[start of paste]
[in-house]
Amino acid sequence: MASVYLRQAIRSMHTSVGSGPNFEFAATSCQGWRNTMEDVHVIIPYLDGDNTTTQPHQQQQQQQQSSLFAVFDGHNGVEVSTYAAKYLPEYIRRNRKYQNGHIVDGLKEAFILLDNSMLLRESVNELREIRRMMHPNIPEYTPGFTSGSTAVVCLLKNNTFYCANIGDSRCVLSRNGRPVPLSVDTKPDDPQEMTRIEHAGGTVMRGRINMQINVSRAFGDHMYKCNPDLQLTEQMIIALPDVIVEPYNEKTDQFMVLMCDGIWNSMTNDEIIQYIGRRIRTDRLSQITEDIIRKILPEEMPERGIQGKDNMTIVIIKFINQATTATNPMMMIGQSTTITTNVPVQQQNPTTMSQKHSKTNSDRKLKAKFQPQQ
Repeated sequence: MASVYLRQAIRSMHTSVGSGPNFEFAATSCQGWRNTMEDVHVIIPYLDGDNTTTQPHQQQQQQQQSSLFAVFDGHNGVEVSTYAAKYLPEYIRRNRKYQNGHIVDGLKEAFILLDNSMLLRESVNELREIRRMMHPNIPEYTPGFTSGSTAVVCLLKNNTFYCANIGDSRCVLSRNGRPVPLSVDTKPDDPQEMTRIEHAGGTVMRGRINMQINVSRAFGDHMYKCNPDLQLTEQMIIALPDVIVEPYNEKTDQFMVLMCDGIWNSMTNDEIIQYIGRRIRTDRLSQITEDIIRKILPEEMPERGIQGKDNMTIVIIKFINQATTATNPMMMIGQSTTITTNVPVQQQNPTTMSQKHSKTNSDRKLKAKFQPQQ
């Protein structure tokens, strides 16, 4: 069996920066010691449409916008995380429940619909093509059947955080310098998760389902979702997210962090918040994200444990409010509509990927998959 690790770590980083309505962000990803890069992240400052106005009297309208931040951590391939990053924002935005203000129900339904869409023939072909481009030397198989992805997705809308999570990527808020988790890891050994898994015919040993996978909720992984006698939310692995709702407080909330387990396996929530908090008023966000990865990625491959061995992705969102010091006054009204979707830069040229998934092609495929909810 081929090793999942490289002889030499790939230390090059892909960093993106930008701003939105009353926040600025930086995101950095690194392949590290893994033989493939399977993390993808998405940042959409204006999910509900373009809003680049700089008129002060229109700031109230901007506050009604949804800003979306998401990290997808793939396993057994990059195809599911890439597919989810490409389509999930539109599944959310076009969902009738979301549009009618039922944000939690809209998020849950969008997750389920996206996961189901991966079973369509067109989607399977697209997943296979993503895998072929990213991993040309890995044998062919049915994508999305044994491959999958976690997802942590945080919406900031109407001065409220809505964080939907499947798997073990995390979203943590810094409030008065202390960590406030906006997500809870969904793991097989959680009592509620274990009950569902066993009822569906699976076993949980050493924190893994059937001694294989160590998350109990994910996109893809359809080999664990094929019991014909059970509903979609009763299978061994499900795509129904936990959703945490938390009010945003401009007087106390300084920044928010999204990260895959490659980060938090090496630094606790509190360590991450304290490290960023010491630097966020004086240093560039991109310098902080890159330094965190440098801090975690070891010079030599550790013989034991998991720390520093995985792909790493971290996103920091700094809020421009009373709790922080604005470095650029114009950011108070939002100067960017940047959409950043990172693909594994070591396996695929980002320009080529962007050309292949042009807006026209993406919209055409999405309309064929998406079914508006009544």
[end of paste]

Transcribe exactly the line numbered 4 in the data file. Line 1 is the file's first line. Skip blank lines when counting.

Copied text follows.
């Protein structure tokens, strides 16, 4: 069996920066010691449409916008995380429940619909093509059947955080310098998760389902979702997210962090918040994200444990409010509509990927998959 690790770590980083309505962000990803890069992240400052106005009297309208931040951590391939990053924002935005203000129900339904869409023939072909481009030397198989992805997705809308999570990527808020988790890891050994898994015919040993996978909720992984006698939310692995709702407080909330387990396996929530908090008023966000990865990625491959061995992705969102010091006054009204979707830069040229998934092609495929909810 081929090793999942490289002889030499790939230390090059892909960093993106930008701003939105009353926040600025930086995101950095690194392949590290893994033989493939399977993390993808998405940042959409204006999910509900373009809003680049700089008129002060229109700031109230901007506050009604949804800003979306998401990290997808793939396993057994990059195809599911890439597919989810490409389509999930539109599944959310076009969902009738979301549009009618039922944000939690809209998020849950969008997750389920996206996961189901991966079973369509067109989607399977697209997943296979993503895998072929990213991993040309890995044998062919049915994508999305044994491959999958976690997802942590945080919406900031109407001065409220809505964080939907499947798997073990995390979203943590810094409030008065202390960590406030906006997500809870969904793991097989959680009592509620274990009950569902066993009822569906699976076993949980050493924190893994059937001694294989160590998350109990994910996109893809359809080999664990094929019991014909059970509903979609009763299978061994499900795509129904936990959703945490938390009010945003401009007087106390300084920044928010999204990260895959490659980060938090090496630094606790509190360590991450304290490290960023010491630097966020004086240093560039991109310098902080890159330094965190440098801090975690070891010079030599550790013989034991998991720390520093995985792909790493971290996103920091700094809020421009009373709790922080604005470095650029114009950011108070939002100067960017940047959409950043990172693909594994070591396996695929980002320009080529962007050309292949042009807006026209993406919209055409999405309309064929998406079914508006009544």